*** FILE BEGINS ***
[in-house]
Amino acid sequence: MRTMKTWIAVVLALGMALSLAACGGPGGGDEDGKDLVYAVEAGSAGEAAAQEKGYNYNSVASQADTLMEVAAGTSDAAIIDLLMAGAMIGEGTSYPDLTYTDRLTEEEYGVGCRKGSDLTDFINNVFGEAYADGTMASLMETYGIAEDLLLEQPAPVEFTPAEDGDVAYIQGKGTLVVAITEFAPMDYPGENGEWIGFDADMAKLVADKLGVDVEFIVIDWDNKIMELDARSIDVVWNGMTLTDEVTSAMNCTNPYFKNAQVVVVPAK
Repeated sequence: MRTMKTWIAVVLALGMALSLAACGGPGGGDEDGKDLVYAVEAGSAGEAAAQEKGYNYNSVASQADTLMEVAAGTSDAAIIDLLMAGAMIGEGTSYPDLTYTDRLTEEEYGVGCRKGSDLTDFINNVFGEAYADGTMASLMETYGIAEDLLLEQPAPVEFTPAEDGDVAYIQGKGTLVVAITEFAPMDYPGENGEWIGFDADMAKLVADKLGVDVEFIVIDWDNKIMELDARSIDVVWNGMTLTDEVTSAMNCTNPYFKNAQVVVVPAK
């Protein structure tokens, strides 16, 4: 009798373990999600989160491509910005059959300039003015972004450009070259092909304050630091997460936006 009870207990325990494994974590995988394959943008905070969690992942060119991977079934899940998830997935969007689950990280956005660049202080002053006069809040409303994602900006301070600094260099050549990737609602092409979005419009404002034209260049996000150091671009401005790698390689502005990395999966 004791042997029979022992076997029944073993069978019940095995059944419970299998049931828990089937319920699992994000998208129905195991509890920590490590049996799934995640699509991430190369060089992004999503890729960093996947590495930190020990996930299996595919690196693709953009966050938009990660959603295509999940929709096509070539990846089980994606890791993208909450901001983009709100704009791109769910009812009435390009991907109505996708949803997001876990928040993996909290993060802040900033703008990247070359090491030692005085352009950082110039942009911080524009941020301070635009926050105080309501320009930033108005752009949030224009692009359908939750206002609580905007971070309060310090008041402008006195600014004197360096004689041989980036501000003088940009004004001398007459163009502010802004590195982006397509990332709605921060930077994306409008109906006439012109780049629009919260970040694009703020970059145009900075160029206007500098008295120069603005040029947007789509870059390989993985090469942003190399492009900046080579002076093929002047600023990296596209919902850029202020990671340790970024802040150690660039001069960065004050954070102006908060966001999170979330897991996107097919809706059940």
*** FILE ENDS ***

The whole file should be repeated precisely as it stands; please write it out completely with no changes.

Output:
[in-house]
Amino acid sequence: MRTMKTWIAVVLALGMALSLAACGGPGGGDEDGKDLVYAVEAGSAGEAAAQEKGYNYNSVASQADTLMEVAAGTSDAAIIDLLMAGAMIGEGTSYPDLTYTDRLTEEEYGVGCRKGSDLTDFINNVFGEAYADGTMASLMETYGIAEDLLLEQPAPVEFTPAEDGDVAYIQGKGTLVVAITEFAPMDYPGENGEWIGFDADMAKLVADKLGVDVEFIVIDWDNKIMELDARSIDVVWNGMTLTDEVTSAMNCTNPYFKNAQVVVVPAK
Repeated sequence: MRTMKTWIAVVLALGMALSLAACGGPGGGDEDGKDLVYAVEAGSAGEAAAQEKGYNYNSVASQADTLMEVAAGTSDAAIIDLLMAGAMIGEGTSYPDLTYTDRLTEEEYGVGCRKGSDLTDFINNVFGEAYADGTMASLMETYGIAEDLLLEQPAPVEFTPAEDGDVAYIQGKGTLVVAITEFAPMDYPGENGEWIGFDADMAKLVADKLGVDVEFIVIDWDNKIMELDARSIDVVWNGMTLTDEVTSAMNCTNPYFKNAQVVVVPAK
């Protein structure tokens, strides 16, 4: 009798373990999600989160491509910005059959300039003015972004450009070259092909304050630091997460936006 009870207990325990494994974590995988394959943008905070969690992942060119991977079934899940998830997935969007689950990280956005660049202080002053006069809040409303994602900006301070600094260099050549990737609602092409979005419009404002034209260049996000150091671009401005790698390689502005990395999966 004791042997029979022992076997029944073993069978019940095995059944419970299998049931828990089937319920699992994000998208129905195991509890920590490590049996799934995640699509991430190369060089992004999503890729960093996947590495930190020990996930299996595919690196693709953009966050938009990660959603295509999940929709096509070539990846089980994606890791993208909450901001983009709100704009791109769910009812009435390009991907109505996708949803997001876990928040993996909290993060802040900033703008990247070359090491030692005085352009950082110039942009911080524009941020301070635009926050105080309501320009930033108005752009949030224009692009359908939750206002609580905007971070309060310090008041402008006195600014004197360096004689041989980036501000003088940009004004001398007459163009502010802004590195982006397509990332709605921060930077994306409008109906006439012109780049629009919260970040694009703020970059145009900075160029206007500098008295120069603005040029947007789509870059390989993985090469942003190399492009900046080579002076093929002047600023990296596209919902850029202020990671340790970024802040150690660039001069960065004050954070102006908060966001999170979330897991996107097919809706059940």